DALLAS -- For whatever boxing lacks in fan interest, it makes up for in promotion.
Fourteen men were on stage for a press conference to promote a fight at the American Airlines Center next month, and 12 of them talked.
And if those were the only voices you'd heard, you would think boxing is making a big comeback into mainstream sports.
"Boxing will never be what it was when I was growing up, back in the 60's, 70's," said Dallas Morning News writer Barry Horn, who used to cover boxing for the paper.
Boxing is big among Hispanics, which led Top Rank promoter Bob Arum to make this comparison.
"So when you have a Mexican against a Puerto Rican, that is the pinnacle of competition," Arum said. "It's like the Dallas Mavericks against the San Antonio Spurs."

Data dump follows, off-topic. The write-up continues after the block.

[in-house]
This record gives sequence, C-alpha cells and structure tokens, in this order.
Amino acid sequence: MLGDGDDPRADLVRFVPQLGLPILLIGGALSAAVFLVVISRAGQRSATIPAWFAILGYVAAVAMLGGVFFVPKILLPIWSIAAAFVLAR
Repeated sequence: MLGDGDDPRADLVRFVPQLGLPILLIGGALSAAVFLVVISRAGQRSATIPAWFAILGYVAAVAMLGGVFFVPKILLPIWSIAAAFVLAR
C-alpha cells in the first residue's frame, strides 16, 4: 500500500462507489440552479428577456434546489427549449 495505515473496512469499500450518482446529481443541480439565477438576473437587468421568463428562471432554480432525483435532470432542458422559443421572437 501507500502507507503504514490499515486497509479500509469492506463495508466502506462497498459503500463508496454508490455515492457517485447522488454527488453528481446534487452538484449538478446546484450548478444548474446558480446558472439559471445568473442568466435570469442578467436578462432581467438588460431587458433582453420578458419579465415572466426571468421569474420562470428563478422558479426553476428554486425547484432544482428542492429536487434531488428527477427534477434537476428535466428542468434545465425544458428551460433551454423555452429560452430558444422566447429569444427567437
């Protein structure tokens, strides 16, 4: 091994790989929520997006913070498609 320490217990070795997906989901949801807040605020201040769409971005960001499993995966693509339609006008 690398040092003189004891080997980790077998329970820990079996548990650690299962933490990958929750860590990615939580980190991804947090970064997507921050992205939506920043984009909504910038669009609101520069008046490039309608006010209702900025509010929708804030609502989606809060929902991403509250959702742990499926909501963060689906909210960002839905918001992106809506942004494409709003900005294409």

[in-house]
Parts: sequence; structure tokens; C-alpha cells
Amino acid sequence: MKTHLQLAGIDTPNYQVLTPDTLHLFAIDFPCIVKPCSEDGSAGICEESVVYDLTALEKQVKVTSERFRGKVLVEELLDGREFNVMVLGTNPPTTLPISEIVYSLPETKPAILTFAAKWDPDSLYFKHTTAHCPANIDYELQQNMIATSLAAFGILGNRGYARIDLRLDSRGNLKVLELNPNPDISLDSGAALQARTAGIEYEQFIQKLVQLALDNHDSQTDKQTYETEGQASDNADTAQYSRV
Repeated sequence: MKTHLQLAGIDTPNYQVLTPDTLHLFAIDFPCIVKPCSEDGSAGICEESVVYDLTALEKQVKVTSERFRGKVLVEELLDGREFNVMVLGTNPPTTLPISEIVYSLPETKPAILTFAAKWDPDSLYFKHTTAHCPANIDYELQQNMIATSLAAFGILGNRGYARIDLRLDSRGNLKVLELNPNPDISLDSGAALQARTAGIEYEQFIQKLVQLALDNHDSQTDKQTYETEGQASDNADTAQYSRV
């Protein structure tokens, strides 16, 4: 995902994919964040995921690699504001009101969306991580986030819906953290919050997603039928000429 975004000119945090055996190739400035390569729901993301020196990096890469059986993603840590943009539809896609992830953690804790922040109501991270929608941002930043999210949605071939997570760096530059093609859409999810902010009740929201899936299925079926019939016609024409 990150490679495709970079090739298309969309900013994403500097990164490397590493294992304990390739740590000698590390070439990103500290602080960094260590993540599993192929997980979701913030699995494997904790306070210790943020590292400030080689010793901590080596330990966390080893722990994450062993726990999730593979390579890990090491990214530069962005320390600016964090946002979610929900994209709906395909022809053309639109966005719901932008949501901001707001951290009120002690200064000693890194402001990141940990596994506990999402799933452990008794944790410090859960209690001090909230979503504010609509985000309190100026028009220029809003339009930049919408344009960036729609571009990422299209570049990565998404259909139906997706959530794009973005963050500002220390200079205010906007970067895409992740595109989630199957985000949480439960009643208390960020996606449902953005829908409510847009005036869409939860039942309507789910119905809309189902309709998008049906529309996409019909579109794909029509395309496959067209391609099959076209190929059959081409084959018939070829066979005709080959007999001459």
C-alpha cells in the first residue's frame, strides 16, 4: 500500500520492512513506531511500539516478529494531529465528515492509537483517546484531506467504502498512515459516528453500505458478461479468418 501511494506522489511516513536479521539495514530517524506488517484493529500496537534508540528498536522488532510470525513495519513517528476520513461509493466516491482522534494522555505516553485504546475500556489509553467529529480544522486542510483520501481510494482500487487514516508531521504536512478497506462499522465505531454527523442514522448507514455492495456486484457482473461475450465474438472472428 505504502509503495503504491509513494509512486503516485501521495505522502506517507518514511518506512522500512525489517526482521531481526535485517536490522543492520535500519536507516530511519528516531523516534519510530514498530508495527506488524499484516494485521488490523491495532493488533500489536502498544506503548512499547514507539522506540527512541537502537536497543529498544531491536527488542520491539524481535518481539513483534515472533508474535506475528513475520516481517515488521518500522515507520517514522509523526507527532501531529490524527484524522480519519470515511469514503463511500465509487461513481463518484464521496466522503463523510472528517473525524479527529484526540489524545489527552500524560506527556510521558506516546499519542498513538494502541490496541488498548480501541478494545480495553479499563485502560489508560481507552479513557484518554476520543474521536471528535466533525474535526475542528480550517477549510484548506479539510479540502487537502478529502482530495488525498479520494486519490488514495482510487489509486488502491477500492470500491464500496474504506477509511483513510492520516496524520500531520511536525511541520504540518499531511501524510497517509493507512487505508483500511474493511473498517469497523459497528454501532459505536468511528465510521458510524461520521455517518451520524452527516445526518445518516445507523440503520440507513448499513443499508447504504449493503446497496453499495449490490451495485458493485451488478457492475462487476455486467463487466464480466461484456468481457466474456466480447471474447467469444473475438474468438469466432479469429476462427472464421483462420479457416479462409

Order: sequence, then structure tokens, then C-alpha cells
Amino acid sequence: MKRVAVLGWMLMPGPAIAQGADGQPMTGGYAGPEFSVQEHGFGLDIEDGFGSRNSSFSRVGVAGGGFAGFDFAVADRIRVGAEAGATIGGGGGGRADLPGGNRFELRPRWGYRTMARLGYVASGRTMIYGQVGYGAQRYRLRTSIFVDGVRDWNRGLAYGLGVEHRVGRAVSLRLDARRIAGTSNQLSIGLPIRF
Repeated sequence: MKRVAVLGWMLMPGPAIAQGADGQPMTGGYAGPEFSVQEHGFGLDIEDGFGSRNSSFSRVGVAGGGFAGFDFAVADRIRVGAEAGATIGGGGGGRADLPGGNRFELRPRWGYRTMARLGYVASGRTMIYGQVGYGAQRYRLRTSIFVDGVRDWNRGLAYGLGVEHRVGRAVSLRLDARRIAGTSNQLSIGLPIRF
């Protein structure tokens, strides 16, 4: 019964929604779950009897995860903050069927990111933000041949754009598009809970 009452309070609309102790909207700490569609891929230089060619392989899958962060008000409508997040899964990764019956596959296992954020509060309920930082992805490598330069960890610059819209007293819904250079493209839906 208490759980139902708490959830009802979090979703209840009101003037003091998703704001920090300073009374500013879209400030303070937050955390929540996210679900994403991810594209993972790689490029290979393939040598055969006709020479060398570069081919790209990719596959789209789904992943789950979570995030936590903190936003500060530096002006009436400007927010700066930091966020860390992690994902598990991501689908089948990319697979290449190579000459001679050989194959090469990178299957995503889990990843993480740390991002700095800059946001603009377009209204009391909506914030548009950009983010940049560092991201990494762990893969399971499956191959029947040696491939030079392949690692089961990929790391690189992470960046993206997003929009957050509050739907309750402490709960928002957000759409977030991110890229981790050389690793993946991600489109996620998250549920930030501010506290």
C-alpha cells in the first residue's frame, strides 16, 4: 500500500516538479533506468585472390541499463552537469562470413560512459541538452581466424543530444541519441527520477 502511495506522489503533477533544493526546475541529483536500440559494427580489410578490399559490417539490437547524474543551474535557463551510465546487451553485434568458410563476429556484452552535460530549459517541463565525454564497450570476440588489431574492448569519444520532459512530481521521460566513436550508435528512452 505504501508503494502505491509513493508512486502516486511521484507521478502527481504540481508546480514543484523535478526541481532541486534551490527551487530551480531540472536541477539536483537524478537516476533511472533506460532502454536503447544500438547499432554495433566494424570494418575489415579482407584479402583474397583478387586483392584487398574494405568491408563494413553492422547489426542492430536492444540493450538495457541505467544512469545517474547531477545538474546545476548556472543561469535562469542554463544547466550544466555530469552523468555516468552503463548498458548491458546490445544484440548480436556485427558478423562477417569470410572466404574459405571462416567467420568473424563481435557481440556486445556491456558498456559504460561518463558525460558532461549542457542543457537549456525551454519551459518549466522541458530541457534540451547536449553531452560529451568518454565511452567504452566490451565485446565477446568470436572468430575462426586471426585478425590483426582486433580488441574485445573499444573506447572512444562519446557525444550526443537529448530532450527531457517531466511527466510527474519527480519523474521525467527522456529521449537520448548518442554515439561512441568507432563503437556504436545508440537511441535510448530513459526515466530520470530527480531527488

This will be the first time HBO has ever broadcast a boxing match from the American Airlines Center, and Dallas Mavericks owner Mark Cuban said he hopes it's the first of many fights here.
But you have to start small, and they have, with two featherweights whom most of us have never heard of.
Both the WBO champion Mikey Garcia, and the challenger Juan Manuel Lopez, have very good records and impressive knockout rates for featherweights, both at about 85 percent. But boxing's popularity is driven by the heavyweights.
"And now there aren't any heavyweights. We're looking for heavyweights," said former heavyweight champion George Foreman, who is helping promote the fight. "But at the same time, the lighter weights, the featherweights, are enjoying the windfall."
Horn said competition from other sports has hurt the so-called "sweet science."
"The greatest boxers in the United States are now linebackers in the NFL -- guys who would have been," said Horn. "It's just the way it is. Boxing has a long road back."
So boxing will remain on the fringes of mainstream sports in America, despite top-notch promotion.